This New Zealand trade fair stand has a clear ADO16 bias, with Morris and MG 1100s keeping the MGB company beneath the MG, Nuffield, Morris and Wolseley banners of Dominion Motors Ltd. Dominion also handled the Riley franchise, of course.

Peter Shore (centre) is shown around the Newmarket plant during his tenure as Under-secretary for Economic Affairs (1966-67) in the British Labour government of the day. On the left is Sir Walter Norwood, head of the family-owned Dominion Motors, and they are flanked by a couple of 1100 bodyshells mounted on jigs during the assembly process.

Peter Shore (centre) is shown around the Newmarket plant during his tenure as Under-secretary for Economic Affairs (1966-67) in the British Labour government of the day. On the left is Sir Walter Norwood, head of the family-owned Dominion Motors, and they are flanked by a couple of 1100 bodyshells mounted on jigs during the assembly process.

Keith Adams

About the Author:

Created www.austin-rover.co.uk in 2001 and watched it steadily grow into AROnline. Is the Editor of Classic Car Weekly, and has contributed to various motoring titles including Octane, Evo, Honest John, CAR magazine, Autocar, Diesel Car, Practical Performance Car, Performance French Car, Car Mechanics, Jaguar World Monthly, Classic Car Weekly, MG Enthusiast, Modern MINI, Practical Classics, Fifth Gear Website, and the the Motoring Independent... Likes 'conditionally challenged' motors and taking them on unfeasable adventures all across Europe.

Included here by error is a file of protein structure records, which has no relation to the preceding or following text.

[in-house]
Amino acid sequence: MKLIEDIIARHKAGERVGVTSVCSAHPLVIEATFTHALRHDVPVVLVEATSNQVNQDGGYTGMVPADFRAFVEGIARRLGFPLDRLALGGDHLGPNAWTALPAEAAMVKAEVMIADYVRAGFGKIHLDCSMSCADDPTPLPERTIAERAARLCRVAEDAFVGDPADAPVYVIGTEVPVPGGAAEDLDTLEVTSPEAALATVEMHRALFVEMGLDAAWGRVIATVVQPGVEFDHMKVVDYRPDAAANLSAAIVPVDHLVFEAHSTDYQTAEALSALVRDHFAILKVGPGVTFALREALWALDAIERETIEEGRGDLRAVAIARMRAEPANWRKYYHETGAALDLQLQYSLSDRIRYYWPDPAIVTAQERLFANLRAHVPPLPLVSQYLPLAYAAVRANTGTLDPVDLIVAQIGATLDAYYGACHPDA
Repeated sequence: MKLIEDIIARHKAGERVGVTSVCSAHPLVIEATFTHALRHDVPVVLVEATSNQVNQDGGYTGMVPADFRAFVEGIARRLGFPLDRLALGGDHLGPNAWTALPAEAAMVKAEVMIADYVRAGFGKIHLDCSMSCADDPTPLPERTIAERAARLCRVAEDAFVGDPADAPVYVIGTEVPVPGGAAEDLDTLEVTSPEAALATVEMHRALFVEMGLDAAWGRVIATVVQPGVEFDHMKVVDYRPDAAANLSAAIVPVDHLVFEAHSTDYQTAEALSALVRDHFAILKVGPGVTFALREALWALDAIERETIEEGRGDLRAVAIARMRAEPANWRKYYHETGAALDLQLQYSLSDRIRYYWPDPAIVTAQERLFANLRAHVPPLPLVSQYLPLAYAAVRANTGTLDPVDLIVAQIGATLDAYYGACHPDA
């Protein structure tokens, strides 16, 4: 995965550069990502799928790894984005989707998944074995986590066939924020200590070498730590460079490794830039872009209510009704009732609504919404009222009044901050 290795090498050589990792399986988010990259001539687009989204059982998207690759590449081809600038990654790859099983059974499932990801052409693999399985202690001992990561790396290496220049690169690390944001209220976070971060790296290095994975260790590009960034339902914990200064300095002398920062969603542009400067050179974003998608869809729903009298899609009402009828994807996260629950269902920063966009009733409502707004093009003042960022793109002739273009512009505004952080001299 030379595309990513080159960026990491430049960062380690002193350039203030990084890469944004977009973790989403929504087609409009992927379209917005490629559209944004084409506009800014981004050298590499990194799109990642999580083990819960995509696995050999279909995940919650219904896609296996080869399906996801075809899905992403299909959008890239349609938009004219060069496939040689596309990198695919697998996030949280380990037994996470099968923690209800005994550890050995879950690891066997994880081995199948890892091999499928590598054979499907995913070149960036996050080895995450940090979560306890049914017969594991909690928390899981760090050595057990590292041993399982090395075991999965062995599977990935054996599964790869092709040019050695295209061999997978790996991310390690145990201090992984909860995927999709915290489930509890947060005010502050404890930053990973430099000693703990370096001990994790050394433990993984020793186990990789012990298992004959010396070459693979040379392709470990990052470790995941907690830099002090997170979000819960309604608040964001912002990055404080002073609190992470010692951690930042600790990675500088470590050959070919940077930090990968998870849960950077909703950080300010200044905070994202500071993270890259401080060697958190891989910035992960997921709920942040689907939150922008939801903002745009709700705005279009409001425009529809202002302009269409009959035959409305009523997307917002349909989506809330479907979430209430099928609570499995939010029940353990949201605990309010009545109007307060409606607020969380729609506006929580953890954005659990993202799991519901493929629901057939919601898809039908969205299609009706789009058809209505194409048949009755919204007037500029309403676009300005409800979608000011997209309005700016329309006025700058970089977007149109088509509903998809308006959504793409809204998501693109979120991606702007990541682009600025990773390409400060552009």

5 Comments on "BMC 1100/1300 : New Zealand variations"

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  1. Graeme Roberts says:

    Allegro didn’t go into production until 1975. I visited that Newmarket plant as a student mid-year and it was still happily knocking out the last of the 1100/1300s. The Kiwi Allegro Mk I wasn’t built for long, was the first NZMC product with a heated rear window (Pilkington’s local monopoly unit having finally tooled up) and had a round steering wheel.

    • John Bristow says:

      I used to pick up BMC parts from Dominion Motors Newmarket in 1969. Do you know if they also sold Rambler Javlin?

  2. Dean G says:

    The MG’s were imported built-up and not assembled locally, in a Motorman test in Nov 1965 it is described as ‘the best selling, built-up. non-remittance vehicle sold in the country’. The NZ market only ever took 4 door models, which is why the Riley took over as the performance model, when the MG was only available as a 2 door in 1968, the 1300GT took over from the Riley when it was discontinued. The Riley, 1300GT and Wolseley were assembled in NZ along with Morris and Austin.

  3. christopher storey says:

    Poor old Peter Shore . He forgot to get in the queue when the gorms were handed out

  4. John Bristow says:

    I worked at Spraggs Garage in St Heliers Auckland New Zealand during 1969 – 1970 as spare parts delivery driver.
    Dominion Motors was a regular drop in for me, actually to pick up spare parts. I have a memory of seeing a new Rambler Javlin on the showroom floor. Does anyone know if I have that right?